bar (x - 1)     // Warning: this call is not tail-recursive
        printfn "Uno"
        baz x           // OK: tail-recursive call.

    | x ->
        printfn "0x%08x" x
        bar (x - 1)     // OK: tail-recursive call.

and [<TailCall>] baz x =
    printfn "Baz!"
    bar (x - 1)         // OK: tail-recursive call.

Here we get the following IL code for case 1 in bar:

    ...
    IL_0030: ldarg.0
    IL_0031: ldc.i4.1
    IL_0032: sub
    IL_0033: call void Program::bar(int32)
    IL_0038: nop
    IL_0039: ldstr "Uno"
    IL_003e: newobj instance void class [FSharp.Core]Microsoft.FSharp.Core.PrintfFormat`5<class [FSharp.Core]Microsoft.FSharp.Core.Unit, class [System.Runtime]System.IO.TextWriter, class [FSharp.Core]Microsoft.FSharp.Core.Unit, class [FSharp.Core]Microsoft.FSharp.Core.Unit, class [FSharp.Core]Microsoft.FSharp.Core.Unit>::.ctor(string)
    IL_0043: stloc.0
    IL_0044: call class [netstandard]System.IO.TextWriter [netstandard]System.Console::get_Out()
    IL_0049: ldloc.0
    IL_004a: call !!0 [FSharp.Core]Microsoft.FSharp.Core.PrintfModule::PrintFormatLineToTextWriter<class [FSharp.Core]Microsoft.FSharp.Core.Unit>(class [System.Runtime]System.IO.TextWriter, class [FSharp.Core]Microsoft.FSharp.Core.PrintfFormat`4<!!0, class [System.Runtime]System.IO.TextWriter, class [FSharp.Core]Microsoft.FSharp.Core.Unit, class [FSharp.Core]Microsoft.FSharp.Core.Unit>)
    IL_004f: pop
    IL_0050: ldarg.0
    IL_0051: tail.
    IL_0053: call void Program::baz(int32)
    IL_0058: ret
    ...

Because the call to baz happens in a tail recursive way, the compiler can use the tail. prefix for it in IL_0051. Compare this to the call to bar in IL_0033.

Let the compiler understand your intent

So, all we have to do to keep using elegant recursive functions is to define them in the tail recursive style, right?

Well, easier said than done. Making sure a function is defined in a tail recursive way can be a challenge as the complexity of the function increases and various programmers work on the code. So it would be desirable that the compiler warns about a function which isn’t tail recursive but should be according to the stated intend of the developer.

This is exactly what happened with RFC-1011. A new attribute, [<TailCall>], was implemented in the F# compiler. Developers can use it to make their intent clear – that a function should be tail recursive. Functions annotated with this attribute are checked if they are really tail recursive and if not, a warning is emitted.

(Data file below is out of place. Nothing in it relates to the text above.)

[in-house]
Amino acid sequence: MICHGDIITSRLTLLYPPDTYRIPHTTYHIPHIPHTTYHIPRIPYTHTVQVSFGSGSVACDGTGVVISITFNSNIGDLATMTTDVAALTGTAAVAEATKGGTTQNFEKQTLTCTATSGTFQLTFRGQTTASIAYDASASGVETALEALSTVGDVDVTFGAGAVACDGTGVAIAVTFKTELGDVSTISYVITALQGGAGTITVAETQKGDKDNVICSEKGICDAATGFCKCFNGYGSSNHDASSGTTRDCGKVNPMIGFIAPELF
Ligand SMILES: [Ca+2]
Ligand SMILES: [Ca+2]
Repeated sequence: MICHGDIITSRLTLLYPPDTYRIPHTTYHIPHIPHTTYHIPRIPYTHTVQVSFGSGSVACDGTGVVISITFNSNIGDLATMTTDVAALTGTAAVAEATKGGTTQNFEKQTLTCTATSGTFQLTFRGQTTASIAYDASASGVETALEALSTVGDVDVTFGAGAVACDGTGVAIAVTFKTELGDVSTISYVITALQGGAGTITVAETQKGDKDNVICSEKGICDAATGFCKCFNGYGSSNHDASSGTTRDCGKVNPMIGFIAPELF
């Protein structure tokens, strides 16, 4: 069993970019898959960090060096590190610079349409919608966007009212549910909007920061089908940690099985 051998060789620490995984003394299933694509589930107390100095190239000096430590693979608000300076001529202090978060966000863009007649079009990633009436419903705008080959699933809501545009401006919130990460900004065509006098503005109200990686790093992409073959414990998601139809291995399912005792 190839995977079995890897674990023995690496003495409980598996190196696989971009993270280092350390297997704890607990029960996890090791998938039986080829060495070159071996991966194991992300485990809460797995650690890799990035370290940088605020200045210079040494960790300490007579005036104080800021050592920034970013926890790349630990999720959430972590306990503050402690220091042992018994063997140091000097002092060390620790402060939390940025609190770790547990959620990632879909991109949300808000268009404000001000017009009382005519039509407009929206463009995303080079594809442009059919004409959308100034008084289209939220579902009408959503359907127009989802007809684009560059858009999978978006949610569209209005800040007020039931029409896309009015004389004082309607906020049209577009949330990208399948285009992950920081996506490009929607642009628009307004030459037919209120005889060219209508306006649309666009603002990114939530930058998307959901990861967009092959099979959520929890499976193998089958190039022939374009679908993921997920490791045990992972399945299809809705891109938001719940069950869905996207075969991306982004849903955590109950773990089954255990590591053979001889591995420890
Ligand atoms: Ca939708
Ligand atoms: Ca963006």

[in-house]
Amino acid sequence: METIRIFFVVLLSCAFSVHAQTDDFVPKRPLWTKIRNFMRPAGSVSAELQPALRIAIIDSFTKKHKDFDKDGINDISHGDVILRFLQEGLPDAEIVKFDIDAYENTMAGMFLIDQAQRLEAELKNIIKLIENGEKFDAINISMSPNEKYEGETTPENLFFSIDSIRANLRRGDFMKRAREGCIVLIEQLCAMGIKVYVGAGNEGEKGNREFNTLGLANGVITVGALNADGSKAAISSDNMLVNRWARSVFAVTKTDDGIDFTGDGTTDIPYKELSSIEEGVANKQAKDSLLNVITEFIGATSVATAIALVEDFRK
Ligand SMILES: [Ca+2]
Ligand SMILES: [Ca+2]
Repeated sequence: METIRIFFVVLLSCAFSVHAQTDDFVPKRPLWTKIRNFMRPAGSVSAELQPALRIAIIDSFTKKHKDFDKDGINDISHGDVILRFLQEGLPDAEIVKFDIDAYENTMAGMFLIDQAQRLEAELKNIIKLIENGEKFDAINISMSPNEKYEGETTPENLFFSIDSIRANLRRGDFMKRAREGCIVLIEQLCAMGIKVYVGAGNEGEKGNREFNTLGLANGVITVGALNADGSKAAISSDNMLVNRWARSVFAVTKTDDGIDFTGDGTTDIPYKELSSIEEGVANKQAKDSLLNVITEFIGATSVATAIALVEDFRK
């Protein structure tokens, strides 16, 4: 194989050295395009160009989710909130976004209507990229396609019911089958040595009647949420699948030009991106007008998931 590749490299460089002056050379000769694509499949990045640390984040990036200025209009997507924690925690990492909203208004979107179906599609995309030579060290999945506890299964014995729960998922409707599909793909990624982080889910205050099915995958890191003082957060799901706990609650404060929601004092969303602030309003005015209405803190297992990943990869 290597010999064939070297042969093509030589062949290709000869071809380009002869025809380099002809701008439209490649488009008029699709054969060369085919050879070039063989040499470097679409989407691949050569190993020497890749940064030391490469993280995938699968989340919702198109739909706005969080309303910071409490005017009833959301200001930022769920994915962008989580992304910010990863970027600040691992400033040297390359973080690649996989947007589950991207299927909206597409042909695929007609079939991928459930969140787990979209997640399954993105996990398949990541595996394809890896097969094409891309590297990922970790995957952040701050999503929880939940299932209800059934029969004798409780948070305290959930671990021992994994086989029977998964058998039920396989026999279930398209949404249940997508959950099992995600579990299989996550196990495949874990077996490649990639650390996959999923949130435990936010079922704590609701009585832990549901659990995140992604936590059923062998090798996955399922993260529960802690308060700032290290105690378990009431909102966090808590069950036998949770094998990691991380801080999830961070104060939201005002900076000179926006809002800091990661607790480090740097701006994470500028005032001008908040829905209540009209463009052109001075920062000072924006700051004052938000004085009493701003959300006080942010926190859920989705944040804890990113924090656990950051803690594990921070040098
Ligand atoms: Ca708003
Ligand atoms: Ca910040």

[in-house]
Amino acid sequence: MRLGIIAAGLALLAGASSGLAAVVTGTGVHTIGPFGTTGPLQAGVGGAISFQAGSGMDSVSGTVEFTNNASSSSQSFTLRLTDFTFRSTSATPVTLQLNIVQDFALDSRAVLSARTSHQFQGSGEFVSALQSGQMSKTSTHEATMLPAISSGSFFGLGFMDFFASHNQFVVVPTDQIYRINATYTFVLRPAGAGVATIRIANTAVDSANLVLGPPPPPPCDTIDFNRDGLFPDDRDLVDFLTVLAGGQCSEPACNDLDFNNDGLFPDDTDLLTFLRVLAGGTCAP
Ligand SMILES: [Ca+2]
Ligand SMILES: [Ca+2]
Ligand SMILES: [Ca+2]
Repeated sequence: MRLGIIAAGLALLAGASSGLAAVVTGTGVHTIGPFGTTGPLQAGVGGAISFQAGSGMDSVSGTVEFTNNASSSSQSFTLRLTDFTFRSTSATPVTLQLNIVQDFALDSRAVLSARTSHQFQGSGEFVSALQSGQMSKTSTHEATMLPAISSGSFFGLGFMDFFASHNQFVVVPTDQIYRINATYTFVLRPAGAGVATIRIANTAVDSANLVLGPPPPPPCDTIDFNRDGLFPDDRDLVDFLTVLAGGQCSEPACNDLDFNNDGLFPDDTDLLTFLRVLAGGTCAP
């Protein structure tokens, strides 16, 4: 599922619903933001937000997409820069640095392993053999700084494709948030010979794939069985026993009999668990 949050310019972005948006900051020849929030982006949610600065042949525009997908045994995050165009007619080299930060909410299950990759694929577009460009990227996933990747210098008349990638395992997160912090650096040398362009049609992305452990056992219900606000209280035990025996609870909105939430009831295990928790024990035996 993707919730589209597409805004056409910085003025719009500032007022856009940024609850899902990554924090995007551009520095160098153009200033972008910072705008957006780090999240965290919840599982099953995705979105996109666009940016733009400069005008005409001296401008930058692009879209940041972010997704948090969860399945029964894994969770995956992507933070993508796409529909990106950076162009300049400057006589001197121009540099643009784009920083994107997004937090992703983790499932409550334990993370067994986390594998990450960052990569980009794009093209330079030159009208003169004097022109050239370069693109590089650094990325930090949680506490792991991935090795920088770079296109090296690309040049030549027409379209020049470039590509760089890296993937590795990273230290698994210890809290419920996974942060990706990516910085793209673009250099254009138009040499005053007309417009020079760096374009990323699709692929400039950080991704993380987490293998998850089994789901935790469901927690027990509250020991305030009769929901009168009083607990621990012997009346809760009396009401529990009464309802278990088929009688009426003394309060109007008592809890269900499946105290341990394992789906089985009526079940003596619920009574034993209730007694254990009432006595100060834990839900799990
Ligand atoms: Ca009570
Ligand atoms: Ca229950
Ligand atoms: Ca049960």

The analysis for the warning is made after the optimization phase of the compiler, so any rewrite of a recursive function has already been applied. Otherwise, a false warning could be emitted about a function that the compiler is able to rewrite into a loop, for example. During the analysis the typed abstract syntax tree (TAST) is traversed and recursive calls to functions with the new attribute are checked if they happen in a tail recursive manner. An example of a characteristic that would render a function call non-tail recursive would be the first position in a Sequential expression.

Applying this new attribute to countDown1 would look like this:

[<TailCall>]
let rec countDown1 n =
    if n = 0
    then 0
    else
        countDown1 (n - 1) + 1

With F# 8, the compiler warns about the non-tail recursive definition of the function:

Program.fs(6,9): warning FS3569: The member or function 'countDown1' has the 'TailCallAttribute' attribute, but is not being used in a tail recursive way. [tailrec_blog.fsproj]

With this feature of the compiler, developers should be able to concentrate more on the domain of their work and worry less about technical details of the compiled code.

Acknowledgements

So far, implementing this warning was my biggest contribution to the F# compiler. I had to try different approaches until the PR was approved. A few bug fixes followed which didn’t make the cut for .NET 8, but should be in the first patch release.

I want to thank everyone who helped me along the way and I want to thank Avi Avni for opening the first PR of this feature many years ago.

1 comment

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  • David N 1

    This will be so useful. Thank you!

    I have a project using a lot of mutually recursive functions to implement complex state machines so I should be able to annotate all of those now and see if it uncovers any issues that have been hiding.